Innu hockey player aspires to go pro after earning engineering degree

Tuesday, October 24th, 2023 9:09am


Image Caption

Mikisiw Awashish. Photos by Matt Garies, McGill Athletics


“More kids, not only in hockey but more kids in general, need a role model to inspire them to go higher in society, in sports or just in life in general.” — Mikisiw Awashish
By Sam Laskaris
Local Journalism Initiative Reporter
Hockey player mug shot. The player is wearing a white jersey with red trim.
Mikisiw Awashish

While Mikisiw Awashish continues to make his education plans, the 22-year-old Innu hockey player maintains his boyhood aspirations of becoming a pro player.

And, yes, he still is hoping to one day make it to the National Hockey League.

Awashish is from Mashteuiatsh, an Innu community near Chicoutimi, Que. He’s a forward with the Montreal-based McGill University Redbirds.

Though he’s in his second year with the McGill squad, Awashish is actually in his third year of the school’s civil engineering program. He was able to transfer the credits he earned during his first year of post-secondary studies at Laval University in Quebec City, where he was finishing off his junior hockey career.

“I’ve got to admit it’s hard,” Awashish said of how he is juggling playing university hockey while also being in a challenging engineering program.

“It needs a lot of discipline. The key for me is to build a weekly schedule and just to plan ahead. Obviously, that’s huge. It may sound a bit cliched but it’s the recipe for me, to have a schedule and make sure I follow it.”

During his junior career, Awashish had stints with a pair of Quebec Major Junior Hockey League franchises, the Chicoutimi Saguenéens and Baie-Comeau Drakkar.

He also served as the captain of the Beauce-Appalaches Condors in the Quebec Junior Hockey League, a Junior A circuit, during his final season of junior eligibility.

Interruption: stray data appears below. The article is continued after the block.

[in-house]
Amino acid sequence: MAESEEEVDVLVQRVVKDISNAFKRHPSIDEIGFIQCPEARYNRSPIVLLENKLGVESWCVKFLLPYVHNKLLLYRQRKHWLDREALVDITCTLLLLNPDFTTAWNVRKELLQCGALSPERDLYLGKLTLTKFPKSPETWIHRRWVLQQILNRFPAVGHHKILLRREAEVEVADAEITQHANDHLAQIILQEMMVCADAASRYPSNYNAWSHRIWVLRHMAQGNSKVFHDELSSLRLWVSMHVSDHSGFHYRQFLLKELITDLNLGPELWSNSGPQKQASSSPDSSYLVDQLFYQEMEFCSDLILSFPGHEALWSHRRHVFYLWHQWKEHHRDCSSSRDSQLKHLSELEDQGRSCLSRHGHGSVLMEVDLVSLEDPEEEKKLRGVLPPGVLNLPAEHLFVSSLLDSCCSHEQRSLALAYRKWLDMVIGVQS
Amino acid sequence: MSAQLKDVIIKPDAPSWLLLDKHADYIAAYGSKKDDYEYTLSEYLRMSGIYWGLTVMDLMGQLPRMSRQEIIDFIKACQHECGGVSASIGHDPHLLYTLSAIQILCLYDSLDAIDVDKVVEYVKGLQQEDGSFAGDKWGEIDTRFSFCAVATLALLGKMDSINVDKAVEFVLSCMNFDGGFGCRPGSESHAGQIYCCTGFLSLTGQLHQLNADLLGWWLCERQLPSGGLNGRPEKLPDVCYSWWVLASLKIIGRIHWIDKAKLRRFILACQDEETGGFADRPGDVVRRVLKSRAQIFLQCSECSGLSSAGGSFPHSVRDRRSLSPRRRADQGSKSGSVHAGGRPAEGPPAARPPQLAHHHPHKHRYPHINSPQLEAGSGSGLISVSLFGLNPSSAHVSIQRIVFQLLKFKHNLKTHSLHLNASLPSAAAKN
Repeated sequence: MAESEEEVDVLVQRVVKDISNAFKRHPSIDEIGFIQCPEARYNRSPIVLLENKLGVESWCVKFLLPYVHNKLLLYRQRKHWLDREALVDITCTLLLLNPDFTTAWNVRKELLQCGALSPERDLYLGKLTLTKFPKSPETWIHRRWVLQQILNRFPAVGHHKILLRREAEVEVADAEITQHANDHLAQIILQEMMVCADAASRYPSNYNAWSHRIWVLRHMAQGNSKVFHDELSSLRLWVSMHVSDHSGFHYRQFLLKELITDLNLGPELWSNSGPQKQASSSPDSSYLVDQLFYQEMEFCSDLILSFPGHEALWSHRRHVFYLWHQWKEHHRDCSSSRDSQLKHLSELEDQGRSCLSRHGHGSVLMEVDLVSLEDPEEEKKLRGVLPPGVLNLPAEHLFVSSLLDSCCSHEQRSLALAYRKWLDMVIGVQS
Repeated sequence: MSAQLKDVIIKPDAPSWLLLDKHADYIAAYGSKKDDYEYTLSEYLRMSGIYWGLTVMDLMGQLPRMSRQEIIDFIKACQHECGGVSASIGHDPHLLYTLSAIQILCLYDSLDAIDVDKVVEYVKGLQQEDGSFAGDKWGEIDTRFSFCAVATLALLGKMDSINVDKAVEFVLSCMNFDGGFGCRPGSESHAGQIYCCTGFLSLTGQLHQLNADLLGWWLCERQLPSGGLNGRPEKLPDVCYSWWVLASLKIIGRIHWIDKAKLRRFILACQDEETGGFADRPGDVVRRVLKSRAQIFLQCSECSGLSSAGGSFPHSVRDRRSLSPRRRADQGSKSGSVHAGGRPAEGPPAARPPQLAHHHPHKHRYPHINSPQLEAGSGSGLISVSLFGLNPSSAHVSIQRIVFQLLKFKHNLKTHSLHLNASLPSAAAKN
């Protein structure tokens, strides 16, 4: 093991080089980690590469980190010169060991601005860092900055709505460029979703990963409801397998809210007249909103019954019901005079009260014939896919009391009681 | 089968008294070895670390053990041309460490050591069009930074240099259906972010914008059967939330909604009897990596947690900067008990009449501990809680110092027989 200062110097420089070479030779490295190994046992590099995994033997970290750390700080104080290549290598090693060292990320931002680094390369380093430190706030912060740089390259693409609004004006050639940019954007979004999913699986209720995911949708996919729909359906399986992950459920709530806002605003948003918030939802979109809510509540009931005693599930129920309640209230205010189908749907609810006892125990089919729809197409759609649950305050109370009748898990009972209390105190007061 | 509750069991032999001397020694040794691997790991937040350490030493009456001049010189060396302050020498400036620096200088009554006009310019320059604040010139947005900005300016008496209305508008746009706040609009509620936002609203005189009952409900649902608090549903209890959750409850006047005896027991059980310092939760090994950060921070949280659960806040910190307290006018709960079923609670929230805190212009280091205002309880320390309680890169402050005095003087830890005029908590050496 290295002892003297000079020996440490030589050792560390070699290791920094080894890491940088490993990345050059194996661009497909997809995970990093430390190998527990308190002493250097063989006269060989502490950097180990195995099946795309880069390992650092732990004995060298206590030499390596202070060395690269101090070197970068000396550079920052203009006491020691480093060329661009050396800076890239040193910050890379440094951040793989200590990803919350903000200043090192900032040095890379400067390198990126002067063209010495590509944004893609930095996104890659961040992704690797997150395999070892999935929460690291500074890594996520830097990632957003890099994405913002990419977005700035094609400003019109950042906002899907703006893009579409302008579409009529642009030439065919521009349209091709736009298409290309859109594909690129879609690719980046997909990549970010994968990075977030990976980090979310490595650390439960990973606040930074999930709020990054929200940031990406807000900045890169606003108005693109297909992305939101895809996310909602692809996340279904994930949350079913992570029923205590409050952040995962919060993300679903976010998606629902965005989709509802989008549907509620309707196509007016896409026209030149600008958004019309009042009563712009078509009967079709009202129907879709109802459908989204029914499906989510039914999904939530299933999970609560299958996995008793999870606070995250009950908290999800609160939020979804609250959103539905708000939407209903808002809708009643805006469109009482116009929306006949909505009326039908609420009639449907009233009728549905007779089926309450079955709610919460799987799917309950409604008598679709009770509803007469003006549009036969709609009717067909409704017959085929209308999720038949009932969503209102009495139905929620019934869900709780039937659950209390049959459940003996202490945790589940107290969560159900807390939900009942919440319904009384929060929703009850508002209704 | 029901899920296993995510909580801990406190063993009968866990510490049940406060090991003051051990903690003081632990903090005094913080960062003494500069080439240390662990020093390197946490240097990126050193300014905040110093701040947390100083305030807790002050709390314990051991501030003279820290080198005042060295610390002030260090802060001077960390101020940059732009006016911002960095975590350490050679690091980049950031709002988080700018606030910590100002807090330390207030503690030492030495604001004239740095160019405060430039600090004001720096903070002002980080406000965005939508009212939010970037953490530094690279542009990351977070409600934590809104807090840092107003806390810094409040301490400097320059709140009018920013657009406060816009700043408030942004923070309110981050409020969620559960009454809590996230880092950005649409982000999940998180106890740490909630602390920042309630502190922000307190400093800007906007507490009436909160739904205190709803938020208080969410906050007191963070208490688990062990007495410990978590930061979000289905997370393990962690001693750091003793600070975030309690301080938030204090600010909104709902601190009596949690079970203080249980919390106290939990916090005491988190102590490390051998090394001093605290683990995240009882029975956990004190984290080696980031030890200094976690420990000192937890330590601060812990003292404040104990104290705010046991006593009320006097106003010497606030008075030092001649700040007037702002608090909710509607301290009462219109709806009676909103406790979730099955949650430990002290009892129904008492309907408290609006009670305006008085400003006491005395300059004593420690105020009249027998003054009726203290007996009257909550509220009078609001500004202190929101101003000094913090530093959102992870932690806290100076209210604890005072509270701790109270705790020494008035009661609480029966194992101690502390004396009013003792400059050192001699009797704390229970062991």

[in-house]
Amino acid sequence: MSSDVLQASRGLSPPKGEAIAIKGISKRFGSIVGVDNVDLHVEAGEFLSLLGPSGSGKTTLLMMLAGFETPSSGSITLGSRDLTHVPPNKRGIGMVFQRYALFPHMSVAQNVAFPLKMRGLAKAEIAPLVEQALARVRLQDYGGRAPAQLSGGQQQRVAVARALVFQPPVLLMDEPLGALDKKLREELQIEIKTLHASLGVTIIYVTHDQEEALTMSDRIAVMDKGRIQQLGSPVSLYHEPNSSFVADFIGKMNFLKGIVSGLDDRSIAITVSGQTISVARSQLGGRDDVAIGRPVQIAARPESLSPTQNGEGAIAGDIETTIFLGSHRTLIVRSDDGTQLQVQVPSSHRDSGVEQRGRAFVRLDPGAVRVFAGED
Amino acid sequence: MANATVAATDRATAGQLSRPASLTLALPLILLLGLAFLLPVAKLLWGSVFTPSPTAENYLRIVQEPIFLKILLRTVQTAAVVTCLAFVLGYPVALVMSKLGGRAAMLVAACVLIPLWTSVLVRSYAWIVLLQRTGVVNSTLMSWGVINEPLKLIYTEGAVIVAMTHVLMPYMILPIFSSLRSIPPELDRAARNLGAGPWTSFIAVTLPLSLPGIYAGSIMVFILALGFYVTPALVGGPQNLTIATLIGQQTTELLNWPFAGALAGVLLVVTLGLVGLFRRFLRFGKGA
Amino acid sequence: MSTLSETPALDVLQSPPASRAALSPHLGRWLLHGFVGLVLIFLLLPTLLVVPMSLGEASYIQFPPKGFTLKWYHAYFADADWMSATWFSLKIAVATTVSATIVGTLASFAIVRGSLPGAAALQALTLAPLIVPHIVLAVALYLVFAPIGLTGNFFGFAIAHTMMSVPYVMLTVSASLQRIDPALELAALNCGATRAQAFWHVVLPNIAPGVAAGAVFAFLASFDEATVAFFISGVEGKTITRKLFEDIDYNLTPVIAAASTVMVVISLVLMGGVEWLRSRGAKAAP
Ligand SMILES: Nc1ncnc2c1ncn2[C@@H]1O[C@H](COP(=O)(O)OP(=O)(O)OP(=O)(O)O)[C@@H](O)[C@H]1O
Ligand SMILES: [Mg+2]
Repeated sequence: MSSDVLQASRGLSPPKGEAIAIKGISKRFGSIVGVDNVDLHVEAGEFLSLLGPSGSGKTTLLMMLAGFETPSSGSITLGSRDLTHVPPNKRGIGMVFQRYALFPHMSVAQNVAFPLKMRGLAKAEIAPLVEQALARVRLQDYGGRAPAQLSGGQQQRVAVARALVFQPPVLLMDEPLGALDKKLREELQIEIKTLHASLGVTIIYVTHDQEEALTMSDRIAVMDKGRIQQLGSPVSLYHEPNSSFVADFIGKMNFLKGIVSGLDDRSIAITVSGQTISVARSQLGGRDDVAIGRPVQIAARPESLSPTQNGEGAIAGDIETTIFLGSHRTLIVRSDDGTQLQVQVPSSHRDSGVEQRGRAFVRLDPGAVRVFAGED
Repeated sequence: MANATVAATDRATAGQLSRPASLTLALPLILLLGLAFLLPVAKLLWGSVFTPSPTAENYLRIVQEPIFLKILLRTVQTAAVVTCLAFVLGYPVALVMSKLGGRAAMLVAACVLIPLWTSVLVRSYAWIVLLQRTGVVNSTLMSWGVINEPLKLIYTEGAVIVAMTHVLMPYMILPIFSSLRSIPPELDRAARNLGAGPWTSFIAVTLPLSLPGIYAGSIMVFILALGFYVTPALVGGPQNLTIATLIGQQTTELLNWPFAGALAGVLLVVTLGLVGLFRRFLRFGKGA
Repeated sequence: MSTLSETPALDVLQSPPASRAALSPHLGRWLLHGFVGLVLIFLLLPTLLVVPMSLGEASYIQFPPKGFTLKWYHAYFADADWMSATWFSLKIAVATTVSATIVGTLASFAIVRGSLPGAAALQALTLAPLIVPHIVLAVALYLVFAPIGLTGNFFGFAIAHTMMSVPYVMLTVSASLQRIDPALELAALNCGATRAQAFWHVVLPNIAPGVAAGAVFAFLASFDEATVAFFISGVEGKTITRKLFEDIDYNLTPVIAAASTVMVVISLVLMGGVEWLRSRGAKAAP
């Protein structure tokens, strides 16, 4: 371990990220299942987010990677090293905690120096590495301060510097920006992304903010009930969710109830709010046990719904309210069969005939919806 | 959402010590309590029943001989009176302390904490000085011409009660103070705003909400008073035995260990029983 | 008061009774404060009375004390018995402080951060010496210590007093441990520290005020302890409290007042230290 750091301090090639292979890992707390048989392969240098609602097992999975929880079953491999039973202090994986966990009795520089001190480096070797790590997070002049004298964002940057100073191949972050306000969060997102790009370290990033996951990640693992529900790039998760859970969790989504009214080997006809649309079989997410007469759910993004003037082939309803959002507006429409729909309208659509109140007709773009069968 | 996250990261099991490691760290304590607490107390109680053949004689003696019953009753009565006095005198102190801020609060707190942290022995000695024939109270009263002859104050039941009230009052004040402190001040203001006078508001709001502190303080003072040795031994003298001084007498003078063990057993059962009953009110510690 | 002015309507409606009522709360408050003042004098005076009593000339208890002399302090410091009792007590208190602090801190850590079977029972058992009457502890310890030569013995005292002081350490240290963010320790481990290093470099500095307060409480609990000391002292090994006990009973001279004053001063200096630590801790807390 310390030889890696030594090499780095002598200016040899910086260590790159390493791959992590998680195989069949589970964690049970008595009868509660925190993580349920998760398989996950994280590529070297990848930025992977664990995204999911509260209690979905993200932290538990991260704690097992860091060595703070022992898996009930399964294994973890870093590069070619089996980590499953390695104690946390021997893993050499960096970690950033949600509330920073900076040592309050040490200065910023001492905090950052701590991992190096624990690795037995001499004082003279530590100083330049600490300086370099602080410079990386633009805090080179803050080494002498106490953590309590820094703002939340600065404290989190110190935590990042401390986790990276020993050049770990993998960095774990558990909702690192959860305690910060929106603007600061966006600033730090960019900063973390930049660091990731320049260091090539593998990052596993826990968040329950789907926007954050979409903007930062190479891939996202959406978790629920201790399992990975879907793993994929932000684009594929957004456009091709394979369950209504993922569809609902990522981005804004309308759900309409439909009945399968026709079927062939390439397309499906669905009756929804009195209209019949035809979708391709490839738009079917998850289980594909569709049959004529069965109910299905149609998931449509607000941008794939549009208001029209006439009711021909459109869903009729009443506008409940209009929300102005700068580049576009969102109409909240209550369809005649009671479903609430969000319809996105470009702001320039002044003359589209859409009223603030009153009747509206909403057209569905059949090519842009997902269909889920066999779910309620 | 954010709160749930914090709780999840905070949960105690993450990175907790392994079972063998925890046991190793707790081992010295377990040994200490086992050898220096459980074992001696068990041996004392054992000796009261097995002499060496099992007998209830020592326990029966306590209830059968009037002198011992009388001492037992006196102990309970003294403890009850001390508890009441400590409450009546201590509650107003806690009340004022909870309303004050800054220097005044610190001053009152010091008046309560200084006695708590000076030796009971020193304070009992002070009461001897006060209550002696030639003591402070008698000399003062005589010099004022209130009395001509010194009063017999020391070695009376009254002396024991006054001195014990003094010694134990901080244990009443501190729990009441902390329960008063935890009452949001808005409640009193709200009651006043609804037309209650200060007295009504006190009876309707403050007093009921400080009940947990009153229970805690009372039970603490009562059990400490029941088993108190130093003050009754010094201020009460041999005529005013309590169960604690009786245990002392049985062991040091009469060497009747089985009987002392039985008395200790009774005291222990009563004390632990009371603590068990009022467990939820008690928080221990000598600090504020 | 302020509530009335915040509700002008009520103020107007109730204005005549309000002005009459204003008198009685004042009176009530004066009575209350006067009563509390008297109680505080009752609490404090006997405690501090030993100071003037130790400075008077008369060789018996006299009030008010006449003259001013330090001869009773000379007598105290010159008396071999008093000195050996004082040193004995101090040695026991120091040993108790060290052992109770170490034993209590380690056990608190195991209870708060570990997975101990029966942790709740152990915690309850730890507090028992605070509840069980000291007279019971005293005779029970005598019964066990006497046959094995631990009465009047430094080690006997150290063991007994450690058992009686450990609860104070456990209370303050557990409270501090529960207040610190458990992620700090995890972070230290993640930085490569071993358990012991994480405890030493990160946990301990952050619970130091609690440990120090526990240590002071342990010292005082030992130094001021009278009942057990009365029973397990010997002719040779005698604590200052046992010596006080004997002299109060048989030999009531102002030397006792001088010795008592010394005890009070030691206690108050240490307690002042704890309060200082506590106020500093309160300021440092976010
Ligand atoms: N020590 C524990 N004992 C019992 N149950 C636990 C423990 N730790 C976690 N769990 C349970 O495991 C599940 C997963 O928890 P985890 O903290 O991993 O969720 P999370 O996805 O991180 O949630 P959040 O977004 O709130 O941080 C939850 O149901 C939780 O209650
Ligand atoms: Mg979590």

Awashish’s original plan coming out of junior was to go play pro hockey in France. He is still interested in doing that but after he earns his undergraduate degree from McGill.

He is now keen to eventually play in France while pursuing a Master’s degree from a European university.

“That would be my plan for now,” he said. “I had contacts with them before coming here (to McGill). I was possibly going to go there right away. Then I got the offer from McGill and put it on pause.”

Awashish said he might have to reconsider that plan, however, should he receive a decent offer to play for a minor pro franchise in North America.

Should such a deal materialize, it would give him a better opportunity to reach the NHL.

“I would be honoured and try my best to make it to the big league for sure,” he said. “That’s still a goal for me. That’s still a dream for me, deep inside of me.”

Awashish said, however, he would not leave McGill before he graduates.

“I’ve always been big on school,” he said. “So, I want to finish my degree first.”

Awashish, a centre, earned 10 points (four goals and six assists) during his rookie season at McGill.

As for this year, the start of his 2023-24 regular season was delayed. That’s because he was assessed a three-game suspension for a checking-from-behind penalty in the Redbirds’ final pre-season match.

Awashish did play his first game this season for the Redbirds’ in McGill’s 5-1 loss against the host UQTR Patriotes on Oct. 18.

But he was then a healthy scratch in McGill’s 4-1 victory against the visiting Patriotes on Oct. 20.

Awashish is hoping to return to the Redbirds’ lineup for their next outing Oct. 27 against Ontario’s Brock Badgers.

“We have a pretty good team,” Awashish said while watching last Friday’s game. “The internal competition is pretty strong. I need to make my way back to the top of the lineup.”

Awashish has also made an impact off the ice since coming to McGill. Last year he was presented with an Equity, Diversity & Inclusion Award.

His efforts included serving as a mentor coach for the Mashteuiatsh Hockey Academy. He also spoke as a mentor to the Cree Bears hockey club from Mistissini Cree Nation. That squad came to Montreal and attended a McGill contest.

“More kids, not only in hockey but more kids in general, need a role model to inspire them to go higher in society, in sports or just in life in general,” he said. “I think it’s important for them to have role models just to show them that even though you’re Indigenous it doesn’t mean you can’t do it.

“It is more difficult in a sense but it is not impossible. I think it’s important for them to know that and to have something to dream about as well. That’s why I want to do it. It was kind of lacking for me in my life.”

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